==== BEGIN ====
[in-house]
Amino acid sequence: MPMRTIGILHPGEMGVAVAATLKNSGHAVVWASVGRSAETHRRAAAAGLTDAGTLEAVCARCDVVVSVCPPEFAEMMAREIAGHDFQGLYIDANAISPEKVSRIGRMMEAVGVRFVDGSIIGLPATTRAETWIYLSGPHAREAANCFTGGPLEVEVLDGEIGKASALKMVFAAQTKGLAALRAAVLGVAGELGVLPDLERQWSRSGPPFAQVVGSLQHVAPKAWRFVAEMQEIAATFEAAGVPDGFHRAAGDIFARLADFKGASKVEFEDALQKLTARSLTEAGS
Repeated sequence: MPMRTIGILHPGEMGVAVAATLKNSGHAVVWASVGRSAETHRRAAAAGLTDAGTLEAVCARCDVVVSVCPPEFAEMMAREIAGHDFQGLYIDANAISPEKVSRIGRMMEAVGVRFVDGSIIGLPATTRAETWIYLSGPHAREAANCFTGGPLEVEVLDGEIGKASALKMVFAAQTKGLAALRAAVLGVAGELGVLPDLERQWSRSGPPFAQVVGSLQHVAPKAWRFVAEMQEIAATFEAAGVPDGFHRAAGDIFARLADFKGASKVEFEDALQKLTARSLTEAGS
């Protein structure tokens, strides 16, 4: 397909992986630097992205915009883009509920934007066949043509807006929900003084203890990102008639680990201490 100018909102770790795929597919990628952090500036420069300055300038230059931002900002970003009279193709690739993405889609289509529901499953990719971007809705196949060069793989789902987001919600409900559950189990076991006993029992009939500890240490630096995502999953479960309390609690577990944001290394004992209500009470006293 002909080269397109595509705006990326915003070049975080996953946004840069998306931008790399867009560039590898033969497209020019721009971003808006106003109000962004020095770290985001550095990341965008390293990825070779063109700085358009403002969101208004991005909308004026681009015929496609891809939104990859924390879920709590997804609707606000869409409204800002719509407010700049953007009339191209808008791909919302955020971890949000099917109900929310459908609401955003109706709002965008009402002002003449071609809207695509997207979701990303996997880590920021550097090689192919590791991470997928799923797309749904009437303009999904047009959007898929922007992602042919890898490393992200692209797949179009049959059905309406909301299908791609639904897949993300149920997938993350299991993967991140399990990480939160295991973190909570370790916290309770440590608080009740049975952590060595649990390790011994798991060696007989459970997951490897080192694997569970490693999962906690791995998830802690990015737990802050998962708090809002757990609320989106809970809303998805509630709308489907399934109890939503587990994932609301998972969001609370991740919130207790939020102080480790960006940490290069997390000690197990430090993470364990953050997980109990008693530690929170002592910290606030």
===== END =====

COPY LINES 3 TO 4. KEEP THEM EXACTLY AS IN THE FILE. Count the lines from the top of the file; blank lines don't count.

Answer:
Repeated sequence: MPMRTIGILHPGEMGVAVAATLKNSGHAVVWASVGRSAETHRRAAAAGLTDAGTLEAVCARCDVVVSVCPPEFAEMMAREIAGHDFQGLYIDANAISPEKVSRIGRMMEAVGVRFVDGSIIGLPATTRAETWIYLSGPHAREAANCFTGGPLEVEVLDGEIGKASALKMVFAAQTKGLAALRAAVLGVAGELGVLPDLERQWSRSGPPFAQVVGSLQHVAPKAWRFVAEMQEIAATFEAAGVPDGFHRAAGDIFARLADFKGASKVEFEDALQKLTARSLTEAGS
């Protein structure tokens, strides 16, 4: 397909992986630097992205915009883009509920934007066949043509807006929900003084203890990102008639680990201490 100018909102770790795929597919990628952090500036420069300055300038230059931002900002970003009279193709690739993405889609289509529901499953990719971007809705196949060069793989789902987001919600409900559950189990076991006993029992009939500890240490630096995502999953479960309390609690577990944001290394004992209500009470006293 002909080269397109595509705006990326915003070049975080996953946004840069998306931008790399867009560039590898033969497209020019721009971003808006106003109000962004020095770290985001550095990341965008390293990825070779063109700085358009403002969101208004991005909308004026681009015929496609891809939104990859924390879920709590997804609707606000869409409204800002719509407010700049953007009339191209808008791909919302955020971890949000099917109900929310459908609401955003109706709002965008009402002002003449071609809207695509997207979701990303996997880590920021550097090689192919590791991470997928799923797309749904009437303009999904047009959007898929922007992602042919890898490393992200692209797949179009049959059905309406909301299908791609639904897949993300149920997938993350299991993967991140399990990480939160295991973190909570370790916290309770440590608080009740049975952590060595649990390790011994798991060696007989459970997951490897080192694997569970490693999962906690791995998830802690990015737990802050998962708090809002757990609320989106809970809303998805509630709308489907399934109890939503587990994932609301998972969001609370991740919130207790939020102080480790960006940490290069997390000690197990430090993470364990953050997980109990008693530690929170002592910290606030």